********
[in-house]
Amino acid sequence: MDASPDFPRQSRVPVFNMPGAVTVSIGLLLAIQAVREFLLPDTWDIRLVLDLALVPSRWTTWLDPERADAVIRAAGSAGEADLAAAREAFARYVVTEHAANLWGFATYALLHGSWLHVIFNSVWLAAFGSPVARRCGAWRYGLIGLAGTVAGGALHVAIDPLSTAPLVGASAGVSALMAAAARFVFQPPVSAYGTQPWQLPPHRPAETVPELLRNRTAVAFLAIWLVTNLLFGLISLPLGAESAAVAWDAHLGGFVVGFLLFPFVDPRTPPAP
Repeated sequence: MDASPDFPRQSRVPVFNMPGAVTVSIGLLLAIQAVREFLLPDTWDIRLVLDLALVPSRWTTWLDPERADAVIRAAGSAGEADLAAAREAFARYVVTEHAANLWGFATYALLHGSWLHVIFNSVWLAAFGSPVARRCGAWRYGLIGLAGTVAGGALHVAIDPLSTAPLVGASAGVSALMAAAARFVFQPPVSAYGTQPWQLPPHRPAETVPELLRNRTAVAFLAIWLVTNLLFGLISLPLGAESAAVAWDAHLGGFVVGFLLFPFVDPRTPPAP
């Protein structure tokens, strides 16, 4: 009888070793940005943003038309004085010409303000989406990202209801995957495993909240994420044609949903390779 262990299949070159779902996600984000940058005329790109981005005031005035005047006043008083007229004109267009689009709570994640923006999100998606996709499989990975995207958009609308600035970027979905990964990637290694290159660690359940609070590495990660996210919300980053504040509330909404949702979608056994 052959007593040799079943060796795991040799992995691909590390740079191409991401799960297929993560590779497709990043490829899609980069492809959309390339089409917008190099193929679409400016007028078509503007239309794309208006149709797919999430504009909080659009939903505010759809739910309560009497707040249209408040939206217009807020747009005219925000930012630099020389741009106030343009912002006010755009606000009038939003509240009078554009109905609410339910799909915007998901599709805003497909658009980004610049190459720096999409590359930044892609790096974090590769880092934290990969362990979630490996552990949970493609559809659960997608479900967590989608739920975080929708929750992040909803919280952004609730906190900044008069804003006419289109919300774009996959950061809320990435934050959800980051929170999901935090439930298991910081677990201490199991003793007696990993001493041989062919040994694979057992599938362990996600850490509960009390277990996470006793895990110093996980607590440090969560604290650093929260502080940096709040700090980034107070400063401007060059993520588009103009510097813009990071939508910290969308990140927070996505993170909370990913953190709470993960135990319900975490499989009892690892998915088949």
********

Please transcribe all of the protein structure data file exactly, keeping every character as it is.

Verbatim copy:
[in-house]
Amino acid sequence: MDASPDFPRQSRVPVFNMPGAVTVSIGLLLAIQAVREFLLPDTWDIRLVLDLALVPSRWTTWLDPERADAVIRAAGSAGEADLAAAREAFARYVVTEHAANLWGFATYALLHGSWLHVIFNSVWLAAFGSPVARRCGAWRYGLIGLAGTVAGGALHVAIDPLSTAPLVGASAGVSALMAAAARFVFQPPVSAYGTQPWQLPPHRPAETVPELLRNRTAVAFLAIWLVTNLLFGLISLPLGAESAAVAWDAHLGGFVVGFLLFPFVDPRTPPAP
Repeated sequence: MDASPDFPRQSRVPVFNMPGAVTVSIGLLLAIQAVREFLLPDTWDIRLVLDLALVPSRWTTWLDPERADAVIRAAGSAGEADLAAAREAFARYVVTEHAANLWGFATYALLHGSWLHVIFNSVWLAAFGSPVARRCGAWRYGLIGLAGTVAGGALHVAIDPLSTAPLVGASAGVSALMAAAARFVFQPPVSAYGTQPWQLPPHRPAETVPELLRNRTAVAFLAIWLVTNLLFGLISLPLGAESAAVAWDAHLGGFVVGFLLFPFVDPRTPPAP
């Protein structure tokens, strides 16, 4: 009888070793940005943003038309004085010409303000989406990202209801995957495993909240994420044609949903390779 262990299949070159779902996600984000940058005329790109981005005031005035005047006043008083007229004109267009689009709570994640923006999100998606996709499989990975995207958009609308600035970027979905990964990637290694290159660690359940609070590495990660996210919300980053504040509330909404949702979608056994 052959007593040799079943060796795991040799992995691909590390740079191409991401799960297929993560590779497709990043490829899609980069492809959309390339089409917008190099193929679409400016007028078509503007239309794309208006149709797919999430504009909080659009939903505010759809739910309560009497707040249209408040939206217009807020747009005219925000930012630099020389741009106030343009912002006010755009606000009038939003509240009078554009109905609410339910799909915007998901599709805003497909658009980004610049190459720096999409590359930044892609790096974090590769880092934290990969362990979630490996552990949970493609559809659960997608479900967590989608739920975080929708929750992040909803919280952004609730906190900044008069804003006419289109919300774009996959950061809320990435934050959800980051929170999901935090439930298991910081677990201490199991003793007696990993001493041989062919040994694979057992599938362990996600850490509960009390277990996470006793895990110093996980607590440090969560604290650093929260502080940096709040700090980034107070400063401007060059993520588009103009510097813009990071939508910290969308990140927070996505993170909370990913953190709470993960135990319900975490499989009892690892998915088949």